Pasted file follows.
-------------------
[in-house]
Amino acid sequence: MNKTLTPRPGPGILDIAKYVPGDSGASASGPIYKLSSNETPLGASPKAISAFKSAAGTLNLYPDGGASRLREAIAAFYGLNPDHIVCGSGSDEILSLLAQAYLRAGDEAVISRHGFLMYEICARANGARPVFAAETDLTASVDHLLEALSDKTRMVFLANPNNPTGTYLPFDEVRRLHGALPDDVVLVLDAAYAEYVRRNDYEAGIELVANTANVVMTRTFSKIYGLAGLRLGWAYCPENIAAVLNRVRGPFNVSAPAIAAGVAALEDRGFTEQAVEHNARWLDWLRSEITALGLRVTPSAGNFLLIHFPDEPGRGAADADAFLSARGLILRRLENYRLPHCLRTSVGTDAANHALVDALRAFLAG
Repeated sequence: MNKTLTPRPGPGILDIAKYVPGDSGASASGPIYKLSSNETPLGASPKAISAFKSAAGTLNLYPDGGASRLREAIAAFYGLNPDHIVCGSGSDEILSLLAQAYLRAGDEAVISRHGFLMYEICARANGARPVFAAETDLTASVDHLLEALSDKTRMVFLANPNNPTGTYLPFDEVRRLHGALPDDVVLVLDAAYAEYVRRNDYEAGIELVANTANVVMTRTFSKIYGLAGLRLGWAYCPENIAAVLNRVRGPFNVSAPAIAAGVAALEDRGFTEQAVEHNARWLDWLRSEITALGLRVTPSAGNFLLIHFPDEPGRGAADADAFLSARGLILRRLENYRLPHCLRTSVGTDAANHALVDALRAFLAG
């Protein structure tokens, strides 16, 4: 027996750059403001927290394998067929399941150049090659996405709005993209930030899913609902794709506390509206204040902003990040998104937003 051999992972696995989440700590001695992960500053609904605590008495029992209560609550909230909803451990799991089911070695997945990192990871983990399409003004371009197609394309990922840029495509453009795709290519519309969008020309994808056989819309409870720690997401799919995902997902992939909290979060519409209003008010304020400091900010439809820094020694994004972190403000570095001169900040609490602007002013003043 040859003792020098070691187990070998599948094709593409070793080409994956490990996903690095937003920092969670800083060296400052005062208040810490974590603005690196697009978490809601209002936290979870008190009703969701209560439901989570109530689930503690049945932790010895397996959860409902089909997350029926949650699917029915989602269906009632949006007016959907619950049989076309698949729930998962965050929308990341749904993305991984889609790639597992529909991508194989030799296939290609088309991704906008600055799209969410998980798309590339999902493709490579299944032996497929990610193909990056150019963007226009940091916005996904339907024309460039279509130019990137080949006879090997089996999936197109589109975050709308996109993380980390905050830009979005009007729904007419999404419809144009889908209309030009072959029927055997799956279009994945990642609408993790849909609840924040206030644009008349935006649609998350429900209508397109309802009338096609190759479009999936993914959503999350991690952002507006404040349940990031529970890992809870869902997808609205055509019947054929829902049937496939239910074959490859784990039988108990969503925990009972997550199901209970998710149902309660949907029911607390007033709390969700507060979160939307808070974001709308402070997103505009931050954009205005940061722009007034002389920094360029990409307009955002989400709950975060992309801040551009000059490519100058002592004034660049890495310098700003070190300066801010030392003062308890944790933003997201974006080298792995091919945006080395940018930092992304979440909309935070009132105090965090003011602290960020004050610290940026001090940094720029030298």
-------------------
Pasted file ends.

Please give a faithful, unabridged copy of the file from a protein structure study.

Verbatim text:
[in-house]
Amino acid sequence: MNKTLTPRPGPGILDIAKYVPGDSGASASGPIYKLSSNETPLGASPKAISAFKSAAGTLNLYPDGGASRLREAIAAFYGLNPDHIVCGSGSDEILSLLAQAYLRAGDEAVISRHGFLMYEICARANGARPVFAAETDLTASVDHLLEALSDKTRMVFLANPNNPTGTYLPFDEVRRLHGALPDDVVLVLDAAYAEYVRRNDYEAGIELVANTANVVMTRTFSKIYGLAGLRLGWAYCPENIAAVLNRVRGPFNVSAPAIAAGVAALEDRGFTEQAVEHNARWLDWLRSEITALGLRVTPSAGNFLLIHFPDEPGRGAADADAFLSARGLILRRLENYRLPHCLRTSVGTDAANHALVDALRAFLAG
Repeated sequence: MNKTLTPRPGPGILDIAKYVPGDSGASASGPIYKLSSNETPLGASPKAISAFKSAAGTLNLYPDGGASRLREAIAAFYGLNPDHIVCGSGSDEILSLLAQAYLRAGDEAVISRHGFLMYEICARANGARPVFAAETDLTASVDHLLEALSDKTRMVFLANPNNPTGTYLPFDEVRRLHGALPDDVVLVLDAAYAEYVRRNDYEAGIELVANTANVVMTRTFSKIYGLAGLRLGWAYCPENIAAVLNRVRGPFNVSAPAIAAGVAALEDRGFTEQAVEHNARWLDWLRSEITALGLRVTPSAGNFLLIHFPDEPGRGAADADAFLSARGLILRRLENYRLPHCLRTSVGTDAANHALVDALRAFLAG
């Protein structure tokens, strides 16, 4: 027996750059403001927290394998067929399941150049090659996405709005993209930030899913609902794709506390509206204040902003990040998104937003 051999992972696995989440700590001695992960500053609904605590008495029992209560609550909230909803451990799991089911070695997945990192990871983990399409003004371009197609394309990922840029495509453009795709290519519309969008020309994808056989819309409870720690997401799919995902997902992939909290979060519409209003008010304020400091900010439809820094020694994004972190403000570095001169900040609490602007002013003043 040859003792020098070691187990070998599948094709593409070793080409994956490990996903690095937003920092969670800083060296400052005062208040810490974590603005690196697009978490809601209002936290979870008190009703969701209560439901989570109530689930503690049945932790010895397996959860409902089909997350029926949650699917029915989602269906009632949006007016959907619950049989076309698949729930998962965050929308990341749904993305991984889609790639597992529909991508194989030799296939290609088309991704906008600055799209969410998980798309590339999902493709490579299944032996497929990610193909990056150019963007226009940091916005996904339907024309460039279509130019990137080949006879090997089996999936197109589109975050709308996109993380980390905050830009979005009007729904007419999404419809144009889908209309030009072959029927055997799956279009994945990642609408993790849909609840924040206030644009008349935006649609998350429900209508397109309802009338096609190759479009999936993914959503999350991690952002507006404040349940990031529970890992809870869902997808609205055509019947054929829902049937496939239910074959490859784990039988108990969503925990009972997550199901209970998710149902309660949907029911607390007033709390969700507060979160939307808070974001709308402070997103505009931050954009205005940061722009007034002389920094360029990409307009955002989400709950975060992309801040551009000059490519100058002592004034660049890495310098700003070190300066801010030392003062308890944790933003997201974006080298792995091919945006080395940018930092992304979440909309935070009132105090965090003011602290960020004050610290940026001090940094720029030298």